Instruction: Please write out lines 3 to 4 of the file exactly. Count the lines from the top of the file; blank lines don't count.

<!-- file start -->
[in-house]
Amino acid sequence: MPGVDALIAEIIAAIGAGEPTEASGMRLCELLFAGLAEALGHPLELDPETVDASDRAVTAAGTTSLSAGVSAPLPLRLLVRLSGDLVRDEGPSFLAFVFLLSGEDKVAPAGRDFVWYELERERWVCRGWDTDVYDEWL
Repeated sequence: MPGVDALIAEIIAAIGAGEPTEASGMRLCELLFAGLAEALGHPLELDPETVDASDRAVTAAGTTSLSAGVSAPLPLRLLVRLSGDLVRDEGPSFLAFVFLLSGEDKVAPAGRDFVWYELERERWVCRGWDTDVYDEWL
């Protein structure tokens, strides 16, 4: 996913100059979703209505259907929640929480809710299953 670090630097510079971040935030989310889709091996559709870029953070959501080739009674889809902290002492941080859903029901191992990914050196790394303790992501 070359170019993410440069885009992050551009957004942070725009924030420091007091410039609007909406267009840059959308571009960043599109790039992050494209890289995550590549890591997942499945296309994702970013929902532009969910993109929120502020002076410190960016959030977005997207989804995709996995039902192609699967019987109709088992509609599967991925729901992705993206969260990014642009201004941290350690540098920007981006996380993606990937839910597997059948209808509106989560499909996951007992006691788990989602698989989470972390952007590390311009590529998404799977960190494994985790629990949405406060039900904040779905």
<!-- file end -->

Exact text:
Repeated sequence: MPGVDALIAEIIAAIGAGEPTEASGMRLCELLFAGLAEALGHPLELDPETVDASDRAVTAAGTTSLSAGVSAPLPLRLLVRLSGDLVRDEGPSFLAFVFLLSGEDKVAPAGRDFVWYELERERWVCRGWDTDVYDEWL
């Protein structure tokens, strides 16, 4: 996913100059979703209505259907929640929480809710299953 670090630097510079971040935030989310889709091996559709870029953070959501080739009674889809902290002492941080859903029901191992990914050196790394303790992501 070359170019993410440069885009992050551009957004942070725009924030420091007091410039609007909406267009840059959308571009960043599109790039992050494209890289995550590549890591997942499945296309994702970013929902532009969910993109929120502020002076410190960016959030977005997207989804995709996995039902192609699967019987109709088992509609599967991925729901992705993206969260990014642009201004941290350690540098920007981006996380993606990937839910597997059948209808509106989560499909996951007992006691788990989602698989989470972390952007590390311009590529998404799977960190494994985790629990949405406060039900904040779905």